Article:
Beginning May 13th, 2014, we will be upgrading Flash Player’s extended support release from version 11.7 to version 13. This change impacts enterprise and IT customers that currently deploy Flash Player using the extended support releases available through our distribution channel.
Adobe makes available the extended support release to organizations that prefer Flash Player stability over new functionality. We will create a branch of the Flash Player code that we keep up to date with all of the latest security updates, but none of the new features or bug fixes available in our normal release branch. This allows organizations to certify and stay secure with Flash Player with minimal effort.
To ensure a smooth transition, we encourage IT organizations to thoroughly test our version 13 releases (currently available on labs.adobe.com) over the next couple of months before deploying.
Adobe is pleased to announce the availability of Adobe AIR 2.7 SDK and the Adobe AIR 2.7 runtimes. Adobe AIR 2.7 includes new features for both desktop and mobile applications with mobile support for Android 2.2+, BlackBerry Tablet OS and iOS 4+ operating systems. Companies can build and deploy AIR 2.7 apps using Adobe Flash Builder 4.5 with an upcoming update to AIR 2.7 later this month. (BlackBerry Tablet OS is scheduled to receive an OTA (over the air) update of AIR 2.7 by the end of June.)
New AIR 2.7 Features
Enhanced rendering for iOS: AIR apps for iOS render up to 4x faster in CPU mode. This change will improve the performance of many AIR for iOS apps, including those built with the Flex framework. Watch the performance improvements
Faster development time for iOS applications: Developers can now debug and build iOS applications faster than with previous versions using a new mode available within the AIR Developer Tool (ADT). During the development of an application, developers can now choose to use “interpreter mode” to streamline the testing and debugging development cycle.
AIR installation on SD cards for Android devices: This feature allows end users to install or move the AIR runtime onto the SD cards within their Android devices so they can free up storage space on the phone.
Integrated support for Media Measurement: The Adobe AIR 2.7 runtime now includes the same built-in support for media measurement as Adobe Flash Player 10.3, allowing companies to simplify the collection of real-time, aggregated reporting data for how content is distributed and viewed by users. With direct support for Adobe SiteCatalyst, powered by Omniture, developers can implement video analytics for existing or legacy video players with as little as two lines of code. For additional information, see the article on measuring video consumption in Flash.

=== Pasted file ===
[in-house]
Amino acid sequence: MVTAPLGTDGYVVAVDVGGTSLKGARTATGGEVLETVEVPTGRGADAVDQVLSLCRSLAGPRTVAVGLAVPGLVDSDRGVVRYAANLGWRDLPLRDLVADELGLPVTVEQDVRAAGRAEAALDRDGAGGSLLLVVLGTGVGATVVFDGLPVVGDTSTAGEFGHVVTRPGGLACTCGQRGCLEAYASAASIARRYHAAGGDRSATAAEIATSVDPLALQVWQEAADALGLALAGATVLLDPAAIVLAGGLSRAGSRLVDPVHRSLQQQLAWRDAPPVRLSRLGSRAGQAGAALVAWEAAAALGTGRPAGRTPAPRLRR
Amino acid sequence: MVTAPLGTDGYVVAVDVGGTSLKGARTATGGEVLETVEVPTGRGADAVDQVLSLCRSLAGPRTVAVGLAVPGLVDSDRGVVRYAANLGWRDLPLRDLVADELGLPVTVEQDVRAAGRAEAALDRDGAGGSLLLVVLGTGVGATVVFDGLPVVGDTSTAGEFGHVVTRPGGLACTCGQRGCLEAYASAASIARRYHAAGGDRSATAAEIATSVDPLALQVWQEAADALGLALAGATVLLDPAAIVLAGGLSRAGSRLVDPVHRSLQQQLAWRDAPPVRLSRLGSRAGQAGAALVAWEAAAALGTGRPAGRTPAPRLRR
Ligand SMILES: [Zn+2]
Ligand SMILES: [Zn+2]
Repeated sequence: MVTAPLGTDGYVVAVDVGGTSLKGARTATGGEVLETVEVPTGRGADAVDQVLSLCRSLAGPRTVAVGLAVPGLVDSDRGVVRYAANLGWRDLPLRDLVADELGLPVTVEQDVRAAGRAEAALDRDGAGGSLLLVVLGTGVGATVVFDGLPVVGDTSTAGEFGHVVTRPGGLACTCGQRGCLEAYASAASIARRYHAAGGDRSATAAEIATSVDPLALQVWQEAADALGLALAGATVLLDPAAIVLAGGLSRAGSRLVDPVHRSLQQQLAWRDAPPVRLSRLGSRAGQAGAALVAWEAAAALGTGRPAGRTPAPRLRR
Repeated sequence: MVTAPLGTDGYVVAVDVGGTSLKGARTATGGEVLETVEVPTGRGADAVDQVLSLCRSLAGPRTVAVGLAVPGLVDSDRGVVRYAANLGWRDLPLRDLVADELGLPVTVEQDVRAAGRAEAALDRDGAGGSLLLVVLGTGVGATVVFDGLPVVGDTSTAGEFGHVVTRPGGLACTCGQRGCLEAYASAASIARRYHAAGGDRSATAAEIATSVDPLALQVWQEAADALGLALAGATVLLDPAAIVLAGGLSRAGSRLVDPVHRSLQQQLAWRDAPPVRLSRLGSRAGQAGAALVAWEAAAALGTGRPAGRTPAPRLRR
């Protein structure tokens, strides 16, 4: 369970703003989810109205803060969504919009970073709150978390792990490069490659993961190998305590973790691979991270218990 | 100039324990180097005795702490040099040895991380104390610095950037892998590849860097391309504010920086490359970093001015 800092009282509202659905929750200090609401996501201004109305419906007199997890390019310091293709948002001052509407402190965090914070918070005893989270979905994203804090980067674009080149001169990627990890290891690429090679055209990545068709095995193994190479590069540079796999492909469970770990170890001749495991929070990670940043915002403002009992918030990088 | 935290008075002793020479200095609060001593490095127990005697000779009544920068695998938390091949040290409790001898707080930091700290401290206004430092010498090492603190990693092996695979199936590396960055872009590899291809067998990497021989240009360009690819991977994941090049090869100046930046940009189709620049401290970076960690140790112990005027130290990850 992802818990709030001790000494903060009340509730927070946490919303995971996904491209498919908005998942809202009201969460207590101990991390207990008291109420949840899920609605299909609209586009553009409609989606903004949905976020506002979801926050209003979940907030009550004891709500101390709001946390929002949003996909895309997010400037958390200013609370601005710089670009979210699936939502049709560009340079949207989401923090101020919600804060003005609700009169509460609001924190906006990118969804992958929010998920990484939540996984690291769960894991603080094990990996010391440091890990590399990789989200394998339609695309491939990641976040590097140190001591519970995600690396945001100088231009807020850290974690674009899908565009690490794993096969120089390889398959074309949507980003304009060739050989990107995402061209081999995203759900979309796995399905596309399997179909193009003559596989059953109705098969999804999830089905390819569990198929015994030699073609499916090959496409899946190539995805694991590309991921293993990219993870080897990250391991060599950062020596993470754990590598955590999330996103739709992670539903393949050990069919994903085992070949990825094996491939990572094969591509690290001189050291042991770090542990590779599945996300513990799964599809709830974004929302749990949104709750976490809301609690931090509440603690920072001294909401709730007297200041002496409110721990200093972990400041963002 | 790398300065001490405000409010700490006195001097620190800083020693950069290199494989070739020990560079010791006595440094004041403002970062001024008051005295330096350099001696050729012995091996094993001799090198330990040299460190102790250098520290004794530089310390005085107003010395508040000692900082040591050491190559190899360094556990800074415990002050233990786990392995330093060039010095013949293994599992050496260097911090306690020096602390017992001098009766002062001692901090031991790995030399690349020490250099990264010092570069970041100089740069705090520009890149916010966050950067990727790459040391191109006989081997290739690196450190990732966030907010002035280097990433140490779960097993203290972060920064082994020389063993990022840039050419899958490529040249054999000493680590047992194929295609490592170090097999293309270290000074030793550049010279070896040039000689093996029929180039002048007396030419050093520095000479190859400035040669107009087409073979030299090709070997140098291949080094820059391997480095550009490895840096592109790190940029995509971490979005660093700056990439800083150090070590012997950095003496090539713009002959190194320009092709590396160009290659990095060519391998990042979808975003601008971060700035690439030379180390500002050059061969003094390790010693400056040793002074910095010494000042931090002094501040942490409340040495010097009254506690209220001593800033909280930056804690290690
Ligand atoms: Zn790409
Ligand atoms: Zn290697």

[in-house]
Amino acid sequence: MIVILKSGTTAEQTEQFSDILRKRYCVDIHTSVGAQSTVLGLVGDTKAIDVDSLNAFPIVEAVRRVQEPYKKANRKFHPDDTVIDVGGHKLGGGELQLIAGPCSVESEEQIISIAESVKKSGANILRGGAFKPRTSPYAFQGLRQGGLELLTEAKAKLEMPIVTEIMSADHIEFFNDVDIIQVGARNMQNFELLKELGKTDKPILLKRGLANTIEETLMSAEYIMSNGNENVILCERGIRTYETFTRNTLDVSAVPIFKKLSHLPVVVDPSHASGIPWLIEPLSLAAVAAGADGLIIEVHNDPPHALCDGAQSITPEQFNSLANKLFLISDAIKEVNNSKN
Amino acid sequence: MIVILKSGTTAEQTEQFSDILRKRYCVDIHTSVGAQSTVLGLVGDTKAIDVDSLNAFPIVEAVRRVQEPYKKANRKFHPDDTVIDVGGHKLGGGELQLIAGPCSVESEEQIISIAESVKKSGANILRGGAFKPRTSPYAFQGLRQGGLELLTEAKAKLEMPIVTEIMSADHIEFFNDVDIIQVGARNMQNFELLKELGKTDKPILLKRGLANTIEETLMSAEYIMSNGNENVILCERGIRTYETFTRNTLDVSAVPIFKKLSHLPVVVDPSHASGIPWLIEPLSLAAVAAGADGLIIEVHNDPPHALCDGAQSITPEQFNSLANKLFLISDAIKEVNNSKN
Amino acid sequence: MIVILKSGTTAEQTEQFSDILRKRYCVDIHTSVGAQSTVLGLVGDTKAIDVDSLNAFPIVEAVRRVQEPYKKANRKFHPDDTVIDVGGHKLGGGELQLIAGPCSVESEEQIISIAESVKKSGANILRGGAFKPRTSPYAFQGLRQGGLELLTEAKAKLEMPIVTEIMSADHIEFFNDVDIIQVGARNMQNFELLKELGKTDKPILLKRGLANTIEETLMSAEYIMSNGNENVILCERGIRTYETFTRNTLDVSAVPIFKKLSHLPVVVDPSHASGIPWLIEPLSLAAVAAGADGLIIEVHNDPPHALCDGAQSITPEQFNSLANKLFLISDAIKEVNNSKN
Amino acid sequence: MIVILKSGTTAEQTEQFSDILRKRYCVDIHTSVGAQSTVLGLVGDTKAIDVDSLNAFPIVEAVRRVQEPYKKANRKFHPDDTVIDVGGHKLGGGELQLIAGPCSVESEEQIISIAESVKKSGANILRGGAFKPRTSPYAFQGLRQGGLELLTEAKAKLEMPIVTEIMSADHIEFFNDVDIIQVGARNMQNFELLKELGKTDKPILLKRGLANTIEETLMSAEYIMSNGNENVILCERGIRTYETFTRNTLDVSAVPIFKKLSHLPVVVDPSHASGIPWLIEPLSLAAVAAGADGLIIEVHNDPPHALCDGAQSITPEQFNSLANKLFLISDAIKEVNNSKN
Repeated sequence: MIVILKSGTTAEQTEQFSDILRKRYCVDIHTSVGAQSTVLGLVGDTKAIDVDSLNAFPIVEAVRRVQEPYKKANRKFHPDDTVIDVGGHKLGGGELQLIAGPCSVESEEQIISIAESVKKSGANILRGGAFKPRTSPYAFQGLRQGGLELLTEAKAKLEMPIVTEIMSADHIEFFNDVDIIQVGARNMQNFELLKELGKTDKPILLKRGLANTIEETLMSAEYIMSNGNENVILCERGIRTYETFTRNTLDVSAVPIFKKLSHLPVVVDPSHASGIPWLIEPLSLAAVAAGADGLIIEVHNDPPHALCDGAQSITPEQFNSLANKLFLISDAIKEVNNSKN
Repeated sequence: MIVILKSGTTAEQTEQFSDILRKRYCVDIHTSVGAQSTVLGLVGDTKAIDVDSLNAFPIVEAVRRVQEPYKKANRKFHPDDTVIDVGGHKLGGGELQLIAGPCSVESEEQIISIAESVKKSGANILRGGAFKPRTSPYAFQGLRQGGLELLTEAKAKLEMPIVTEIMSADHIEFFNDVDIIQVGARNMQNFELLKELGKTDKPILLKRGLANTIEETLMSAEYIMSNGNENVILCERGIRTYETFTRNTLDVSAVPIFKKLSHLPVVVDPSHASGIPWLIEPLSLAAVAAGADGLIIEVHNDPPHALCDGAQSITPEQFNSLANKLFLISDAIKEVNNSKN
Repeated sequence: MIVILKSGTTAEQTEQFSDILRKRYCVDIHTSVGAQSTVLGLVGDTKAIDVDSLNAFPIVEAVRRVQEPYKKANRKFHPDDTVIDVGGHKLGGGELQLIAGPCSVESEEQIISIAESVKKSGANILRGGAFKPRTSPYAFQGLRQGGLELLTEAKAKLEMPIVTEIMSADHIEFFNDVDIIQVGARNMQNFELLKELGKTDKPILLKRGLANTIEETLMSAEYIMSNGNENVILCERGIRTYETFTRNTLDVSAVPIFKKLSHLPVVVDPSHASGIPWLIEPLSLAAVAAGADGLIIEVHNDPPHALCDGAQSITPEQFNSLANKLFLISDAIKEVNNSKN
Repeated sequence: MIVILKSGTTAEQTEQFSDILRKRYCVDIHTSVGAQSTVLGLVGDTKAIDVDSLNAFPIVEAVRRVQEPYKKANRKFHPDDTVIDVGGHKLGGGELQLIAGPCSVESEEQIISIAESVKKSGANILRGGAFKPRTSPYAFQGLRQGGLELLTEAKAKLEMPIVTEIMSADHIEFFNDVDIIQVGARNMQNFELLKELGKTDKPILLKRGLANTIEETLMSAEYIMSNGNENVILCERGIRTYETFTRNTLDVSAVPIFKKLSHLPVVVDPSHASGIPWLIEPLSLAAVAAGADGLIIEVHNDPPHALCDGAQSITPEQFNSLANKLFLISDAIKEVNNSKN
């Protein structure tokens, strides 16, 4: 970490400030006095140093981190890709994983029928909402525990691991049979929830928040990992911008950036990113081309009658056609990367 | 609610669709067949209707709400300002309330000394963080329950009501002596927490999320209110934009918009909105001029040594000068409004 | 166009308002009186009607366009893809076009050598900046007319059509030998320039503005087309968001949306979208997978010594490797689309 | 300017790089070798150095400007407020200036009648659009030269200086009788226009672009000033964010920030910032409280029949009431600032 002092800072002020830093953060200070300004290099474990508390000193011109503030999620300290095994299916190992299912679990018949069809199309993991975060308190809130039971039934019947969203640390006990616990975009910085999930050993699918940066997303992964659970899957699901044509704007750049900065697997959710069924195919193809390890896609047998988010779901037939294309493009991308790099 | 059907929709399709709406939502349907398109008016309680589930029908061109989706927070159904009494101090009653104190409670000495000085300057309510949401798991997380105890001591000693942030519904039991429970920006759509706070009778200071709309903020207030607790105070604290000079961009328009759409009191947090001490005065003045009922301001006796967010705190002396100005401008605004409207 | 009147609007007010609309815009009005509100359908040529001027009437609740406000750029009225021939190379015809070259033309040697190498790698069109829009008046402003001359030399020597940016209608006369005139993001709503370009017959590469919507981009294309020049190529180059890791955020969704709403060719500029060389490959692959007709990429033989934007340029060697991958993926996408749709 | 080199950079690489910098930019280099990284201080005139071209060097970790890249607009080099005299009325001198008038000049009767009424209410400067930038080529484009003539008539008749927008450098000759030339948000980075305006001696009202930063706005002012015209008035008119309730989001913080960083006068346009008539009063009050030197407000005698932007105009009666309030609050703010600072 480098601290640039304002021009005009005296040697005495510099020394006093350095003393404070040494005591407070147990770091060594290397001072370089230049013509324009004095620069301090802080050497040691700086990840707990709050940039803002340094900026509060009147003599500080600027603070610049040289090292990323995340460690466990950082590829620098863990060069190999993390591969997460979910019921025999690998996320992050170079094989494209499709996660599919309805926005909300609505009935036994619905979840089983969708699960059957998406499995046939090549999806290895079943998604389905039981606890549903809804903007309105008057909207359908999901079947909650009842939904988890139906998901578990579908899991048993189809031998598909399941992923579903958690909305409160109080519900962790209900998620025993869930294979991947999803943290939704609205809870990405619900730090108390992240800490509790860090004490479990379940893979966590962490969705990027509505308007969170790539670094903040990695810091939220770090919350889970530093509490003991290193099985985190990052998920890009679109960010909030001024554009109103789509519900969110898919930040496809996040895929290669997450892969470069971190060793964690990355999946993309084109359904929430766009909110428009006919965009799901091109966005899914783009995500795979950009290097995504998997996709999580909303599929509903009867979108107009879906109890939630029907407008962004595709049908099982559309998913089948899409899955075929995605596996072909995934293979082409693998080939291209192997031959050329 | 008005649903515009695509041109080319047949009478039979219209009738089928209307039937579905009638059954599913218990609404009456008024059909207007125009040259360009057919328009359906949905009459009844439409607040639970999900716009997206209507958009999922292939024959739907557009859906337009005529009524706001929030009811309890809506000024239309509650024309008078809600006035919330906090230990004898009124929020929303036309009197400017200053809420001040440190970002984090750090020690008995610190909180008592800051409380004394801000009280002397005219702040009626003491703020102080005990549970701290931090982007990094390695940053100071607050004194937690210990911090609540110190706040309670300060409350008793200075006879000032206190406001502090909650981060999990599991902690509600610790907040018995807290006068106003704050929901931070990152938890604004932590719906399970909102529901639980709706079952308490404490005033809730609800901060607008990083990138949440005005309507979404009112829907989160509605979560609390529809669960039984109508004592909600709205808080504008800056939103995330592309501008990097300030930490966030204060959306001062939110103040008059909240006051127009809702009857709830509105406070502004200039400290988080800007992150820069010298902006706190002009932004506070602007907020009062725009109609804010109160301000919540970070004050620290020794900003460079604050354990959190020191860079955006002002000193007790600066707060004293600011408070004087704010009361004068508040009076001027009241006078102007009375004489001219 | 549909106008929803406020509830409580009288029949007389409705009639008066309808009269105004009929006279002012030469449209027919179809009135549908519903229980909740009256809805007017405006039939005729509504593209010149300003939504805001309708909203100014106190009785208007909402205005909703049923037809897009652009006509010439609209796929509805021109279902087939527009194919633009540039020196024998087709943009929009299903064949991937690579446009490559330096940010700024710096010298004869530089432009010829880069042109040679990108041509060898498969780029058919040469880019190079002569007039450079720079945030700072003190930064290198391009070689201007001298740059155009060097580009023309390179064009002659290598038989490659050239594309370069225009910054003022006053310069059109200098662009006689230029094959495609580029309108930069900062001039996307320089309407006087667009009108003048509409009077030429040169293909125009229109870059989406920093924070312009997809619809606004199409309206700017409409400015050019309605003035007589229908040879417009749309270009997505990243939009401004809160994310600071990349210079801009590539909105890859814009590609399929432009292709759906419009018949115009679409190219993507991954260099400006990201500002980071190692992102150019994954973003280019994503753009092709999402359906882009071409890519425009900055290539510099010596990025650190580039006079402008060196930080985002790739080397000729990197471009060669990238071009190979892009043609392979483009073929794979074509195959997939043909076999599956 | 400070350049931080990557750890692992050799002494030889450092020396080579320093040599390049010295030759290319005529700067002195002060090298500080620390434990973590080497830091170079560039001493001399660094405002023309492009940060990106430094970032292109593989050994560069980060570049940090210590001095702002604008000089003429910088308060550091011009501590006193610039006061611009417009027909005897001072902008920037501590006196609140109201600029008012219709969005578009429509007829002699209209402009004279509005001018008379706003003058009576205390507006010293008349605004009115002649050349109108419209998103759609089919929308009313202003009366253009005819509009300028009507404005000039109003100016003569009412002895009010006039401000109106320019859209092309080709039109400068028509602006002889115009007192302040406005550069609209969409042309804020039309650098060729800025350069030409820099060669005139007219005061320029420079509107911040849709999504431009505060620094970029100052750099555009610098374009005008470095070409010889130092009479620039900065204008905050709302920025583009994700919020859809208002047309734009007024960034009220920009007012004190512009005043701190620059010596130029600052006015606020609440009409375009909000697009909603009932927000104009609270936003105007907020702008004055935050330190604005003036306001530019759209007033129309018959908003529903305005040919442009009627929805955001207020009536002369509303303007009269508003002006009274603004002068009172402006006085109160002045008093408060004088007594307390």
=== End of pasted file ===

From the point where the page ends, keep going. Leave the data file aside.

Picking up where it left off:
Acoustic echo cancellation: With integrated support for acoustic echo cancellation, developers can now add real-time VoIP capabilities to games, enterprise, and other types of applications without requiring users to wear a noise-canceling headset. Users can now chat using the speaker built into their desktop or laptop computer. This new capability is also available in Flash Player 10.3.
Navigation Improvements for HTML Content: Enables seamless weblink-style navigation within desktop apps such as magazine viewers and ebook readers. Developers can now respond to a new event to be notified when content within the HTMLLoader control attempts to change the location of a page. This enhancement provides developers with a better way to implement intra-application navigation.
G20-G8: This is the official app of the French Presidency of the G20 and the G8. Get real time updates and access to all the latest developments from the Summits and the preparatory meetings, as well as video reports and photos on the G20-G8 website.
Finally, performance improves with each release of AIR and the Flash Player. If you checked out the AIR 2.7 on iOS video, you can really see the difference. If you missed it earlier, here are a few Flash Player 10.3 on mobile related performance resources to check out.
The tutorial covers a number of important topics including how to create a basic mobile application, using mobile item renderers, navigating and passing information between views, creating an action bar, integrating with the device capabilities (dialer, SMS, email), using a RemoteObject, and using a local SQLite database. To get started, you will need to first download the Flash Builder Burrito release from Adobe Labs.
Below is a summary of the material covered directly from the document:
In this tutorial, you use Flash Builder "Burrito" and Flex "Hero" to build a simple, yet fully functional employee directory application for Android devices. "Burrito" is the code name for the next version of Flash Builder, and "Hero" is the code name for the next version of the Flex SDK. You don’t need an Android device to complete this tutorial: you can use the simple emulator available in Flash Builder Burrito to run and debug the application. The Employee Directory application allows you to: search for employees, view employee details, navigate up and down the org chart, and call, text, and email employees.
"It turned out to be amazingly simple: I was able to run the application without changing a line of code, with a great and consistent deployment experience: You select the target platform, hit the run button, and the app is packaged, deployed, and started on the device you selected."
Below is a video demonstration by Christophe showing the application running on a Google Nexus One, Samsung Galaxy Tab and the BlackBerry Playbook Emulator.
Our team is fully focused on making it as easy as possible for developers to target applications that can run across different devices from desktop computers to smart phones to tablet devices and televisions. If you are building an application and would like to let us know about it, please leave us a comment!